Pine trees marked with blue paint would be removed with a timber harvest.
Hardwoods with blue paint would not be removed or cut.
Hardwoods without blue paint could be cut and left as woody cover for wildlife or removed as firewood.
All berry-producing shrubs or trees would remain uncut.
All den trees would be uncut.

Other forest uses including hunting, fishing, berry picking, firewood gathering, and hiking will continue following habitat restoration.


[Picture]: Artificial cavities in treesStop 5: New Homes For RCWs (5.9 mi. from US 71)

Red-cockaded woodpeckers (RCWs) naturally roost and nest in cavities (or holes) which they excavate in mature live pines. In front of you are 5 large pine trees in which artificial cavities have been installed to encourage future occupation by RCWs. Look for those trees with an orange spot on them.

Timber harvest and prescribed fire have been used in this area. This makes the habitat more suitable for RCWs and other plant and animal species that depend upon this open, park-like condition.


[Picture]: Thinned stand Stop 6: Renewable Resources For The Future (7.9 mi. from US 71)

Part of the mature pine timber growing here was harvested in 1984. The young pines now occupying this site grew from seeds that fell from the seed trees that were left. Hardwood trees developed from root sprouts of trees that originally grew here.

An arsonist started a fire that burned this stand in 1987. Nearly all of the young trees were top-killed. The young pine and hardwood trees started regrowing from basal sprouts in 1988.

To achieve the goal of establishing a healthy stand of pine and hardwood trees, it became necessary to remove some of the many thousands of trees that occupied each acre. This process, termed pre-commercial thinning, was done with chainsaws in 1993.

The area was burned in a carefully controlled manner in 1994, 1997, and 2000. This removed the accumulation of cut trees that, if ignited during a wildfire, could have destroyed the stand. The fires also helped develop the diverse understory of grasses, forbs, and legumes.

As the overstory of pine and hardwood trees matures, future activities will include additional timber harvest and frequent prescribed fires to maintain a grassy, open condition.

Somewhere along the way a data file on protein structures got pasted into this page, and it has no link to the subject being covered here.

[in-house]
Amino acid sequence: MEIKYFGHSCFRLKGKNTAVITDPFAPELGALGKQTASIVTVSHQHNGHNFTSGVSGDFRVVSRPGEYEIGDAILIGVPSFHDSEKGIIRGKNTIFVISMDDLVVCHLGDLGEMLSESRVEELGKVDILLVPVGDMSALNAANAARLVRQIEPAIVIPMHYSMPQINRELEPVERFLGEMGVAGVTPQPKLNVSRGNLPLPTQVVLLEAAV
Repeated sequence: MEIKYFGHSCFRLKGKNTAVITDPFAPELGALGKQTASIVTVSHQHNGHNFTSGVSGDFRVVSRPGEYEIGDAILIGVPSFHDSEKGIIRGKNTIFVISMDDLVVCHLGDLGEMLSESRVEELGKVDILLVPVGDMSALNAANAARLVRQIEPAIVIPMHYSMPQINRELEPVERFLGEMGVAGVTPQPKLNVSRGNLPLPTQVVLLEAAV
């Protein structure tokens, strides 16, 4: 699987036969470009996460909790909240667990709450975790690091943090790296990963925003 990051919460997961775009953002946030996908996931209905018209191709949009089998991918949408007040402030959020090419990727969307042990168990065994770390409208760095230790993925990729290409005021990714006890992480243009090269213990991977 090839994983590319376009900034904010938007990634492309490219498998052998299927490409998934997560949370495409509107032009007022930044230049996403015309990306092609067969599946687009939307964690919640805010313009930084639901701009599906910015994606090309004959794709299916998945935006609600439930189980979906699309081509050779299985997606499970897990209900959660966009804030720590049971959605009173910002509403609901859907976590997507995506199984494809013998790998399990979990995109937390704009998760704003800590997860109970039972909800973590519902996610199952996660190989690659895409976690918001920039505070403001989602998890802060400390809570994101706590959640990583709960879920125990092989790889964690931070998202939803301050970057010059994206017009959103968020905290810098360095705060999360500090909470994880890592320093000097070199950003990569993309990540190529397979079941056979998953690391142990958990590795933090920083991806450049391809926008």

[Picture]: ShelterwoodStop 7: Regeneration (approximately 11.1 miles from US 71)

(shelterwood with seedtrees at head of Henry Mountain)

Even aged regeneration.

Pine bluestem renewal began here in 1991, with commercial harvest of mature shortleaf pine trees. Other mature pines were left uncut and remained as seedtrees.

Note the residual shelterwood stand now features a vigorous regeneration of young pines, various hardwood species, and a lush ground cover of native grasses and forbs. As part of this regeneration process, the stand was carefully burned in 1998 and 2000.

In future years some mature seedtrees may be removed to encourage additional regeneration, but a canopy of mature trees will remain here indefinitely.

The visitor’s center inside the Poteau Ranger District office at Waldron includes displays about the pine-bluestem project and the endangered red-cockaded woodpecker. For additional information, contact Poteau Ranger District, corner Arkansas 248 and US 71 in Waldron, or call 501-637-4174.


Below is a general map of Poteau Ranger District and surrounding private lands

in Scott County, Arkansas, with suggested tour stops. Visitors are of course welcome to stop anywhere on public lands in the area. A round trip can begin at Waldron, to Needmore, up Buffalo Road to just past Stop 7, then north through Denton to Winfield, where a right (east) turn on Arkansas 248 returns the visitor to Waldron.

Public lands on the map are depicted as darkened areas, contrasted to private lands, depicted as white (or green versus light yellow in color).

Map of the Pine-Bluestem area (Click on image to see full-sized map)



Back to Natural Resources


Red Cockaded Woodpecker and Pine Bluestem Restoration

Shortleaf Pine Renewal
Pine-Bluestem Literature Review
RCW and Shortleaf Pine
Pine-Bluestem Buffalo Road Tour
Birding Opportunity